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Natural Chromogenic Behaviors of Squid in Oceanic Waters, Stanford Univesity (6/1/2014 - 5/31/2017)

1. Record natural behaviors in free-swimming Humboldt squid (Dosidicus gigas) in the water column under natural lighting conditions using low-light video packages to characterize dynamic chromogenic displays that are related to intra-specific signaling and crypsis.

2. Develop improved low-light, free-floating video packages to image behavior of marine organisms under natural lighting conditions at midwater depths, including chromogenic behaviors of squid, and to make these packages available to other researchers.

3. Compare chromogenic behaviors and underlying structural and functional features of the chromatophore system in squid species that inhabit distinct environments with different visual features -- open ocean for Dosidicus gigas (family Ommastrephidae) versus coastal shallows for Doryteuthis opalescens, the California market squid (family Loliginidae).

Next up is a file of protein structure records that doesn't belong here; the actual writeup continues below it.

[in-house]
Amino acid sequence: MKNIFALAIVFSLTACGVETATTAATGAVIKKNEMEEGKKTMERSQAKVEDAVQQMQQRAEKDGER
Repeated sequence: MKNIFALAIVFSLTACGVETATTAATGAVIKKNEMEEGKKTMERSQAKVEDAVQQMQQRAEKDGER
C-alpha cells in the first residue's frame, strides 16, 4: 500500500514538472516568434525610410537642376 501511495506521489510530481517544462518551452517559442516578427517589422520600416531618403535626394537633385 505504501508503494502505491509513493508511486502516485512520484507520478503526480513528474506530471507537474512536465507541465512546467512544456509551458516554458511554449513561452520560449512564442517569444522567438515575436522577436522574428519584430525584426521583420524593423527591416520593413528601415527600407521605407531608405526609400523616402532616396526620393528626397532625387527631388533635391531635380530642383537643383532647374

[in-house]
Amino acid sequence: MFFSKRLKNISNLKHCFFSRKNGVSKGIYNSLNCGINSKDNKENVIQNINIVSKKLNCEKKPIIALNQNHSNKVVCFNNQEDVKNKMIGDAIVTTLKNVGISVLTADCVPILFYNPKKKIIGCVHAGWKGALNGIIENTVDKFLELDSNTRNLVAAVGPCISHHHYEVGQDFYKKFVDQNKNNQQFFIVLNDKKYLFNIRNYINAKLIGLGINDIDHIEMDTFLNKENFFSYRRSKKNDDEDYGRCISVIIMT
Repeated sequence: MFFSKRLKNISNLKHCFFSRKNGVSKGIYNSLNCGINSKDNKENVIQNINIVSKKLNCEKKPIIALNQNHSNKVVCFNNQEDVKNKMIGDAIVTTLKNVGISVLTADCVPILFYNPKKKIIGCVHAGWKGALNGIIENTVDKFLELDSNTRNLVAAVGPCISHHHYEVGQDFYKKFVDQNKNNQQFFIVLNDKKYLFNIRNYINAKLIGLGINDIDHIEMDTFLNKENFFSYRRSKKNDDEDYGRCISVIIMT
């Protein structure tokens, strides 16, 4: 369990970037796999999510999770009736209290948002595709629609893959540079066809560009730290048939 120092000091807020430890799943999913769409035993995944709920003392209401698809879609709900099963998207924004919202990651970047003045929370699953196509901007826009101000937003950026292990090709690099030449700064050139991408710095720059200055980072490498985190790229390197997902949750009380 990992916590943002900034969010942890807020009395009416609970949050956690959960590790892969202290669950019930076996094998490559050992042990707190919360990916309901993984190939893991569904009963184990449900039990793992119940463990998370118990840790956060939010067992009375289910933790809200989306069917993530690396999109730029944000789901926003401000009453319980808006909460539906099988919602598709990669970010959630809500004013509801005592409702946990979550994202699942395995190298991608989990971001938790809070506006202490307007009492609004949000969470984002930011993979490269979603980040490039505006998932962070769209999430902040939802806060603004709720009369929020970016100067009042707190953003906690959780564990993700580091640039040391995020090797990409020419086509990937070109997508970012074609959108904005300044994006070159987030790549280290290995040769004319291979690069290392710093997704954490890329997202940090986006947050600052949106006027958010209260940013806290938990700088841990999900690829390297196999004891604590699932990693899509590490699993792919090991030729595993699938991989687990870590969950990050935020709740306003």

Hopkins Marirne Station and Santa Rosalia, Baja California Sur, Mexico


  • Eric Berkenpas, Lead Engineer, National Geographic Remote Imaging
  • Mike Shepard, Engineer, National Geographic Remote Imaging

Principal Investigator:

William Gilly

Current Research Interests: 
My group was the first (and only) to deploy pop-up satellite tags and video packages (National Geographic Crittercam) on large Humboldt squid to record their second-to-second movements and color-changing behaviors. This work showed that this active predator spends a great deal of its time at depths of 300 m or more where the oxygen concentration is extremely low – less than 10% of that at the surface. This ‘oxygen minim zone’ (OMZ) is found throughout the southern half of the Gulf of California and much of the eastern Pacific Ocean, including Monterey Bay. The OMZ has been moving closer to...
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